There’s also the little matter of Kansas, where Sen. Pat Roberts (R) continues to struggle against Greg Orman (I). Preliminary court hearings have been happening in the state to get Democrat Chad Taylor off the ballot (Taylor dropped out and endorsed Orman), and from political analysts inside the courtroom, it seems likely that Taylor will indeed be off the ballot, a move that hurts Roberts, who is already behind in the polls. If Orman were to win, it may be several months before we realize which side he will caucus with. Orman has said he’ll caucus with whomever wins the majority, but if he wins, there’s a decent chance he will decide the majority, which means both Harry Reid and Mitch McConnell will be offering up their souls to a previously unknown businessman from Mankato, MN.
How Will This Affect the Majority?
Let’s take the Orman question out of the math for a second and assume that Roberts wins. The path of least resistance for the Republicans continues to be to hold all of their seats and pickup Montana, West Virginia, South Dakota, Arkansas, Louisiana, and Alaska. The path of least resistance for the Democrats continues to be to hold their vulnerable Obama states (Iowa, New Hampshire, Michigan, and Colorado), keep marginal North Carolina, and either pickup a GOP seat (likely Kansas or Georgia) or get either Mark Pryor, Mary Landrieu, or (most likely) Mark Begich across the finish line.
You can see here how winning the runoff seats are more critical to the Republicans than the Democrats, right? If the Democrats won their planned seats plus Alaska, even if Georgia, Kansas, and Louisiana were all question marks on November 5th they would still have their fifty seats-Georgia, Kansas, and Louisiana are not critical to their math. However, if Alaska or Iowa goes to the GOP (or both), these three seats become crucial for both parties.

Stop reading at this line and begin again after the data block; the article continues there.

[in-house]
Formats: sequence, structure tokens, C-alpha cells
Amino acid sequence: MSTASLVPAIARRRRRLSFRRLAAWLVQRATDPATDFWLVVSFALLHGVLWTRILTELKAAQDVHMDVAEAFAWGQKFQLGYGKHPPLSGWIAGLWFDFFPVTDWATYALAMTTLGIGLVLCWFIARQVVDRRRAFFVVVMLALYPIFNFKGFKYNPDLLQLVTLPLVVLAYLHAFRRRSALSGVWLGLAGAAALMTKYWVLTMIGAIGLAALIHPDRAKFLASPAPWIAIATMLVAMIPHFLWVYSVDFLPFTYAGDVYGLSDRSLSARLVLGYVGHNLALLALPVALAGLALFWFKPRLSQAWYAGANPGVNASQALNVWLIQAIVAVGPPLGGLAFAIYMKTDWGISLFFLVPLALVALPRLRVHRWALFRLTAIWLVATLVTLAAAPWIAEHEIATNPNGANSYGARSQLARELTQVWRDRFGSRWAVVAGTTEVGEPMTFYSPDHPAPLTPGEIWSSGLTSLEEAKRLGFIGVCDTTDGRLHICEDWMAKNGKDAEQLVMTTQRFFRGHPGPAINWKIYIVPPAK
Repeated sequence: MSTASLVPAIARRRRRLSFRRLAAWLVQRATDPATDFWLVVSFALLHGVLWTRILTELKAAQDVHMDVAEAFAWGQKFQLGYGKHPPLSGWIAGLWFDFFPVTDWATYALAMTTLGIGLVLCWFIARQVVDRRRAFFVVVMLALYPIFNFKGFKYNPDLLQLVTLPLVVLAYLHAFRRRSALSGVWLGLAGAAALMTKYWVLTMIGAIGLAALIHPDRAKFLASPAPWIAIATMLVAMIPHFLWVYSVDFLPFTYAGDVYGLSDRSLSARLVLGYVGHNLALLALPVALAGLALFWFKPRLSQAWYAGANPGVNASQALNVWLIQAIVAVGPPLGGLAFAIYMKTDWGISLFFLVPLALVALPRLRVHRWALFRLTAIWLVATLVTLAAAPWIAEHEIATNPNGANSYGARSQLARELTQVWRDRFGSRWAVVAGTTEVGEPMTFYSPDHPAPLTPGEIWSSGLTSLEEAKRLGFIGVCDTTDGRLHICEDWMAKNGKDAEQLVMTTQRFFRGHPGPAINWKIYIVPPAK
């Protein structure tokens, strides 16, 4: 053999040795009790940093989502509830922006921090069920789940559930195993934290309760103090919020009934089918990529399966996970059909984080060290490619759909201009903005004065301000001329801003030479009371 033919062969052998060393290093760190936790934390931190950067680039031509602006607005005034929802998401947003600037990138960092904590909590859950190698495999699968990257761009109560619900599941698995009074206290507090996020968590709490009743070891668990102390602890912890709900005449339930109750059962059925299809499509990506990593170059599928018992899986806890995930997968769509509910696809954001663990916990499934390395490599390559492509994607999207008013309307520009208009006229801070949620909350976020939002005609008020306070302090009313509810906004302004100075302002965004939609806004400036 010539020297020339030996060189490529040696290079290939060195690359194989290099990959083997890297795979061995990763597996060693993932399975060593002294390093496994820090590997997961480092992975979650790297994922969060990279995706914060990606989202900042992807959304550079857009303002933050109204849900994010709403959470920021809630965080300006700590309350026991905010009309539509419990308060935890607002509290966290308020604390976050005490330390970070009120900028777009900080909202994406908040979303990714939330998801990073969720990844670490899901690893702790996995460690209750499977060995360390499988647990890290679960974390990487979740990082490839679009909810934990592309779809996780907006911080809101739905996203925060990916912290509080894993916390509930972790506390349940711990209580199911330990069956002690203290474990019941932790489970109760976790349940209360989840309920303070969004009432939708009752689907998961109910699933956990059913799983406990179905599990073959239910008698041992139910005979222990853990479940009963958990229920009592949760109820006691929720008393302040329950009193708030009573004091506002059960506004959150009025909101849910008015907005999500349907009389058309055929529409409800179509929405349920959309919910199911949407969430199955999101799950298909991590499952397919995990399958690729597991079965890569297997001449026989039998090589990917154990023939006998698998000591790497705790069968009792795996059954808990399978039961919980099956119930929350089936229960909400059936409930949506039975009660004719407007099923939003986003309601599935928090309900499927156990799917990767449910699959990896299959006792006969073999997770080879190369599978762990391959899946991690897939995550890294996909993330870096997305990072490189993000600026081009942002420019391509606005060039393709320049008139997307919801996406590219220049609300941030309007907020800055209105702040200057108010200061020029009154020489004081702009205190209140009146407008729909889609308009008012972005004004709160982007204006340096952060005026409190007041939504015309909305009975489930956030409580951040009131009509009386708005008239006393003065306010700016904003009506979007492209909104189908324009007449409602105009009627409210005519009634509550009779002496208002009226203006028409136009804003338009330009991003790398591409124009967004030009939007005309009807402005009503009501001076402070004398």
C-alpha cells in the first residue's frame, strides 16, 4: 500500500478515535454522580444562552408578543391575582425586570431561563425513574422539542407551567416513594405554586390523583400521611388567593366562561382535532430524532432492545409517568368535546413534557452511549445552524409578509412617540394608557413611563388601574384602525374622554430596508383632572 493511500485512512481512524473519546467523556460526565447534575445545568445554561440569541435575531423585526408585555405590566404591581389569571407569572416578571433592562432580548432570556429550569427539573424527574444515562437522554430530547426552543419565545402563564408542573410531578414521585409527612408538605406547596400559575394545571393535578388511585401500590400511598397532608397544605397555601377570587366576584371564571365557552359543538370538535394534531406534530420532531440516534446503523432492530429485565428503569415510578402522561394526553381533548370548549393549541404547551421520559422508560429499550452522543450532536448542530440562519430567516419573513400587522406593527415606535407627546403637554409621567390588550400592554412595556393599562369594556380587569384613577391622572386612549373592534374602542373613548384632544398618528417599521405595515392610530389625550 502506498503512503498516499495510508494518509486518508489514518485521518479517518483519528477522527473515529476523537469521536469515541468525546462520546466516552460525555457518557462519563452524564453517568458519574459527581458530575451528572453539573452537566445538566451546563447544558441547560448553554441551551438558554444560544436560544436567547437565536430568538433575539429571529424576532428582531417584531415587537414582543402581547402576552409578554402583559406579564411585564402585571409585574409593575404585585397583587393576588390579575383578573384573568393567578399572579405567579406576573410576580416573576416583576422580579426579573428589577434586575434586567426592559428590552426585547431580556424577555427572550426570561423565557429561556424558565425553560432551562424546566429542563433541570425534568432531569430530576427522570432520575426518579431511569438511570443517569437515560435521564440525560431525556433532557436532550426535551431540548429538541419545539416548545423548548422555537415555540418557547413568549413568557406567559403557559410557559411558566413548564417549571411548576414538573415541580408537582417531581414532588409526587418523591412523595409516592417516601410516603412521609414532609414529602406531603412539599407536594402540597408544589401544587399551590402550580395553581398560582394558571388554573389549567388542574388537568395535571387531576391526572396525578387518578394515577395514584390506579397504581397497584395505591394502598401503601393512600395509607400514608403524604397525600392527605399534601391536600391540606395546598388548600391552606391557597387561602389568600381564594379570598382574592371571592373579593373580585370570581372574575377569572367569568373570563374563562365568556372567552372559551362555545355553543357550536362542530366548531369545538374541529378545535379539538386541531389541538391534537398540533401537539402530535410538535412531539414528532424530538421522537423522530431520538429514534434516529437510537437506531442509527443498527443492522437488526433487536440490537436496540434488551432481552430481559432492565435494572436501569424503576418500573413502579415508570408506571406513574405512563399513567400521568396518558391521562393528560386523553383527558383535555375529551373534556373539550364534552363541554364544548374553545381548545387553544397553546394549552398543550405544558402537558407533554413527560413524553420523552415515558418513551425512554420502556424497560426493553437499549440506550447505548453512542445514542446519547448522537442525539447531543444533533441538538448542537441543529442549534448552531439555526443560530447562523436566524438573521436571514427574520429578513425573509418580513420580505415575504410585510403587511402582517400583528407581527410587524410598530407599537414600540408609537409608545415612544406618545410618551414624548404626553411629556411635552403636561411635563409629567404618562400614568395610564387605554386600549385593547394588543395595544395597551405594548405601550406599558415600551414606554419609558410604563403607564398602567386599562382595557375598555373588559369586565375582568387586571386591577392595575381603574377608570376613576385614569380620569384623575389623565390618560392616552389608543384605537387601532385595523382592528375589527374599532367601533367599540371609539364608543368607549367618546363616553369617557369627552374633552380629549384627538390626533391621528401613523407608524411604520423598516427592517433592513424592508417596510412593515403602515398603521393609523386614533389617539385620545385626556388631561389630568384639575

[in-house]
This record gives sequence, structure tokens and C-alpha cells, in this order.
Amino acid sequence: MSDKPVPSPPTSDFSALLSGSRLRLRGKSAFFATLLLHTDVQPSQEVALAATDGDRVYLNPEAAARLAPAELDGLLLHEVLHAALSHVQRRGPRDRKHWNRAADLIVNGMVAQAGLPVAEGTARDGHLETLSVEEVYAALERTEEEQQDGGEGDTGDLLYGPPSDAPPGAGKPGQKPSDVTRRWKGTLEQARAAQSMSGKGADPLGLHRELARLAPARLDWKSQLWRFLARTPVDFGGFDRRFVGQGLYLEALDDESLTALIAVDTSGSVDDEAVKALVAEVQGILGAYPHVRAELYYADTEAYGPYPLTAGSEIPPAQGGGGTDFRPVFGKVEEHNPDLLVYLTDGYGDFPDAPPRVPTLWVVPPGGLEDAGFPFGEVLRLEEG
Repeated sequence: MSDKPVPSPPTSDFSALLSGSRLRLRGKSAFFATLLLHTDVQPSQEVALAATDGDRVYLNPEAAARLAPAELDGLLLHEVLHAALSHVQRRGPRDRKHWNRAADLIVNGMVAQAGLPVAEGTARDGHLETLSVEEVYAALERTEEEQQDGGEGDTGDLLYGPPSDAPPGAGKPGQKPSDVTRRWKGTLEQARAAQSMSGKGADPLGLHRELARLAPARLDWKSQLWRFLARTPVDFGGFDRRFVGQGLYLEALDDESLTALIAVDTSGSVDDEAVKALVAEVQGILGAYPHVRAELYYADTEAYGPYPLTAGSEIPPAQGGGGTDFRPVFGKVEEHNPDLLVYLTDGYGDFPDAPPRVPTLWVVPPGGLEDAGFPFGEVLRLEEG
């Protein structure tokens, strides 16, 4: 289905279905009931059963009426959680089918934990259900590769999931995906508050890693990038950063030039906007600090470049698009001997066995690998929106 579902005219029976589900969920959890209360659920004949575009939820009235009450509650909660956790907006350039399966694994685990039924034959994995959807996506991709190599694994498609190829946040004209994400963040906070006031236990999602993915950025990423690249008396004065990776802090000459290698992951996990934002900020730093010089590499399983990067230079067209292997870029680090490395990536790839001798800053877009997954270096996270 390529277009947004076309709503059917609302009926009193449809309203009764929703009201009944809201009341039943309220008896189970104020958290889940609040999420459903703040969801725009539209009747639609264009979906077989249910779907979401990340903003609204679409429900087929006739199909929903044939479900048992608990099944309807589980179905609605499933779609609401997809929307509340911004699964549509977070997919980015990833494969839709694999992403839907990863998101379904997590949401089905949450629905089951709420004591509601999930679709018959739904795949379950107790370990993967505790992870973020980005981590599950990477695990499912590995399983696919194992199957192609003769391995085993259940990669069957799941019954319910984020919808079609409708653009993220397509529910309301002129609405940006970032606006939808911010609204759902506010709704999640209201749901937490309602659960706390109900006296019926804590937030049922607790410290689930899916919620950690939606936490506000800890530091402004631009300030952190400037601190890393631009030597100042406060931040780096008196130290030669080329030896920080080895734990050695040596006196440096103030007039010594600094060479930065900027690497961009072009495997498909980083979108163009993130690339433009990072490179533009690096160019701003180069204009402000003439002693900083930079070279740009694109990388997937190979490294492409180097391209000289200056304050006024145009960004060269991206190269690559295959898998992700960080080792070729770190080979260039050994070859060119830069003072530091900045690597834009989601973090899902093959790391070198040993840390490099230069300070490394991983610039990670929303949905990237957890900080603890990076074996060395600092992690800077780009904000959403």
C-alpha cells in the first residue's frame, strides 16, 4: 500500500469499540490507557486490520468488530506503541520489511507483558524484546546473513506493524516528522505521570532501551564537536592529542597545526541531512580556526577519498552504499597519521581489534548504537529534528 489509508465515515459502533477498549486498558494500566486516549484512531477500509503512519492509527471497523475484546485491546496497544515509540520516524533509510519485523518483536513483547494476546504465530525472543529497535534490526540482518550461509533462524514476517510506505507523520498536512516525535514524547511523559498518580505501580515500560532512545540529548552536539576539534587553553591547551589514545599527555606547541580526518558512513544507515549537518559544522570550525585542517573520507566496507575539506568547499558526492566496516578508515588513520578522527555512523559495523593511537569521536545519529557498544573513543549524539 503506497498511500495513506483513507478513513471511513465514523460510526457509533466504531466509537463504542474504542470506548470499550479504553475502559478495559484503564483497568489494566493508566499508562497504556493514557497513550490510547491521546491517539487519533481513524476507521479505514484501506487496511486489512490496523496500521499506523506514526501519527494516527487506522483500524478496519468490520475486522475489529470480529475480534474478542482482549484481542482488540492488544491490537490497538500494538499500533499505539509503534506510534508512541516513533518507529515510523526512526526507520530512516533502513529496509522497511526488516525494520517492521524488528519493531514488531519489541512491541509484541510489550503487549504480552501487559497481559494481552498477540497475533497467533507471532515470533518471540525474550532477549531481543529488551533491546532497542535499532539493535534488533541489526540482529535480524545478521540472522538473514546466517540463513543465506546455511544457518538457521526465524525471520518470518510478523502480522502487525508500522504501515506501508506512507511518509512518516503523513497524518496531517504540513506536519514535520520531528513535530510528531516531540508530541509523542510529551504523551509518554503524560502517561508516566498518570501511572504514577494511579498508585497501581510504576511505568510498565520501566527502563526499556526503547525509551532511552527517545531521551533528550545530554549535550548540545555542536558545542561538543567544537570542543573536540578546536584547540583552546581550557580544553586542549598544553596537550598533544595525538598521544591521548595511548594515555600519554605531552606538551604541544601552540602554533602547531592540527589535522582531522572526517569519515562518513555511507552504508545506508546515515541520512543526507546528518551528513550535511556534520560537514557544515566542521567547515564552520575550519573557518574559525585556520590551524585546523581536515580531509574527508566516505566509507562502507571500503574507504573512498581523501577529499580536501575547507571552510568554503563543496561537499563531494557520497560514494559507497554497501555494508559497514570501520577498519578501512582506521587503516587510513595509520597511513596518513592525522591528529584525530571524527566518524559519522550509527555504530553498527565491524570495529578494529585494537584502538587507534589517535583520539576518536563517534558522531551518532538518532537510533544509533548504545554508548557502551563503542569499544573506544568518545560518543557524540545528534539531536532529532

If this happened, a few things would occur. For starters, Georgia and Louisiana would essentially sell all of their ad space for the ensuing few weeks to Super PAC’s and congressional committees. Millions would be spent on trying to get the vote out for both sides of the aisle, and I would suspect that both the Republicans and the Democrats would trot out their entire roster in hopes of picking up one or both of the seats (the Clintons would essentially live in Atlanta and New Orleans).
Secondly, there would be a lot of talk about how a runoff doesn’t favor the Democrats, though that logic may not work if the majority of the Senate is up for debate. Both Georgia and Louisiana have had recent runoffs, both with different results. In 2002, Landrieu won a second term against Republican Suzie Terrell despite the Republicans clobbering the Democrats a month earlier. Conversely, Republican Sen. Saxby Chambliss won a blow-out runoff against State Rep. Jim Martin despite the Democrats clobbering the Republicans a month earlier. It’s worth noting that while Martin’s seat was the key to a Democratic supermajority (a term that means more now than it did then to the public consciousness), neither of these races were critical to holding the Senate majority. One has to wonder what turnout would do if a House of Congress were up for control.